“Aside from the importance of service, he always saw the good in people and believed being kind could change the world. He used to say that there are three things in human life that are important: The first is to be kind. The second is to be kind. And the third is to be kind,” says Carbonell.

Today, Mister Rogers’ nephew, Daniel Crozier, Theory and Composition

Professor at Rollins College, teaches the very subject that his uncle studied in college.

“An important part of my job here at Rollins is keeping the legacy of Fred Rogers alive,” says Crozier. “And not just at Rollins, but everywhere. We need his influence. Maybe now more than ever.”

Crozier and Mister Rogers bonded through their love of music. Mister Rogers spent his summers in Nantucket, Mass., working on scripts and Crozier would be there, too, during the summers.

“A lot of our closest time was spent together working on compositions or playing piano. Music is my life, it is what I do, and I think we really connected through our love of composition,” says Crozier. “One of my favorite memories of him was just talking to him. About life. About everything. I miss just talking with him. He always thought about things differently than anyone else I knew. He had a different take on situations. He didn’t get into politics much, but he was very much into making right and moral decisions.” 

Mister Rogers at piano with nephew Dan Crozier. Photo courtesy Dan Crozier.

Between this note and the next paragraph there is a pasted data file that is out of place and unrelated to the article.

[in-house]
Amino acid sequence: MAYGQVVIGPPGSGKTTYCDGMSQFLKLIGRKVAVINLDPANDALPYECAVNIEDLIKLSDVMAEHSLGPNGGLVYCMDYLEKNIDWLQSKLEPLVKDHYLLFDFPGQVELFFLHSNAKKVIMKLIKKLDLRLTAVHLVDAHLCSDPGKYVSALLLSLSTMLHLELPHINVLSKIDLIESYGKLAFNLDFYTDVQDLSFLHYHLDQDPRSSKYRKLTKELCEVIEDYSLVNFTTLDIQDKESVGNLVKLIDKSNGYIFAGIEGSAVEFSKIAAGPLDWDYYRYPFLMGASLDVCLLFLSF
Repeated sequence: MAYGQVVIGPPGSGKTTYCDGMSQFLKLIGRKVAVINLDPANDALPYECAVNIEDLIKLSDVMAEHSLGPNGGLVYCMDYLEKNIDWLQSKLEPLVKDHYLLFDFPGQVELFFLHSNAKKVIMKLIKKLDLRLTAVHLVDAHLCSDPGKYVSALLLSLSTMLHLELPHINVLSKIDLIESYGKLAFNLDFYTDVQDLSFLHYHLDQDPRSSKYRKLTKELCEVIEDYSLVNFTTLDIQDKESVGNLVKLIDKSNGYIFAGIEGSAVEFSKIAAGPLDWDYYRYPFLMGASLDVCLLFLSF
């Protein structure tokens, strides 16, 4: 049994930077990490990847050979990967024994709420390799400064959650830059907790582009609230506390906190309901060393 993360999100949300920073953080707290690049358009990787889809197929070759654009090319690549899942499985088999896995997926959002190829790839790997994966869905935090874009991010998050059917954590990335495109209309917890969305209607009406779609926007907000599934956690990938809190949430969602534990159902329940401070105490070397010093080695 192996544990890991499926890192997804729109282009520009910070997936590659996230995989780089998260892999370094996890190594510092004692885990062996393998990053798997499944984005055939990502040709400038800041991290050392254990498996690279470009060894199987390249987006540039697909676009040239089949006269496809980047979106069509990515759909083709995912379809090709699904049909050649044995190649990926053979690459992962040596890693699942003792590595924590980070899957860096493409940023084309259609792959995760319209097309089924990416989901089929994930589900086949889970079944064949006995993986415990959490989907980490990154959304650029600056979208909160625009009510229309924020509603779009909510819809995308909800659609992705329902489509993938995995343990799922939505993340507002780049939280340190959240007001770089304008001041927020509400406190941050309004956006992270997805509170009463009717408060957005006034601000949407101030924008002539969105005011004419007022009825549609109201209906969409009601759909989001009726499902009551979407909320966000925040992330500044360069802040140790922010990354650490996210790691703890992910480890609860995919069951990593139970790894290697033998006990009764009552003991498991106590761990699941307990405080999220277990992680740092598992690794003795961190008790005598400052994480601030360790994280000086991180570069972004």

The sculpture, which took 23 months of dedication from conception to completion, is located in the Chapel Garden courtyard of Rollins College next to the Annie Russell Theatre. Standing over seven feet tall and weighing more than 3,000 pounds, the sculpture depicts Mister Rogers in his iconic sweater and sneakers, surrounded by children, hand puppets from “Mister Rogers’ Neighborhood,” lyrics from the series’ theme song and the show’s Neighborhood Trolley.

Sculpture artist Paul Day says, “I hope people feel the characters in the sculpture come alive in some way. It was my intent to capture the children as real people with emotions, wit, curiosity and worries – much like how Mister Rogers saw and treated children. And I hope that there is that sense of nostalgia. That the parents of today who were the children of yesterday can enjoy introducing their children to Mister Rogers and his characters. And I hope it serves as a reminder for everyone to be a good neighbor, much like Fred wanted us to be.”

Around Winter Park and the College, Rogers is still revered. The Winter Park Boat Tour script includes mention of the house on Osceola Avenue that Rogers and his wife would rent during winters after they became snowbirds in their later years. 

Rogers would work on scripts for the show, rekindle old friendships and make new ones in the same place that helped launch his career.

Beginning October 29, 2021, guests are welcome to explore the neighborhood that shaped Mister Rogers on a self-guided walking tour (maps available at Rollins College) where they will experience the new bronze sculpture, exclusive Mister Rogers memorabilia and artwork, and get a feel for how Mister Rogers has left a lasting impact in the community – and beyond.


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Written by Kaitlyn Fusco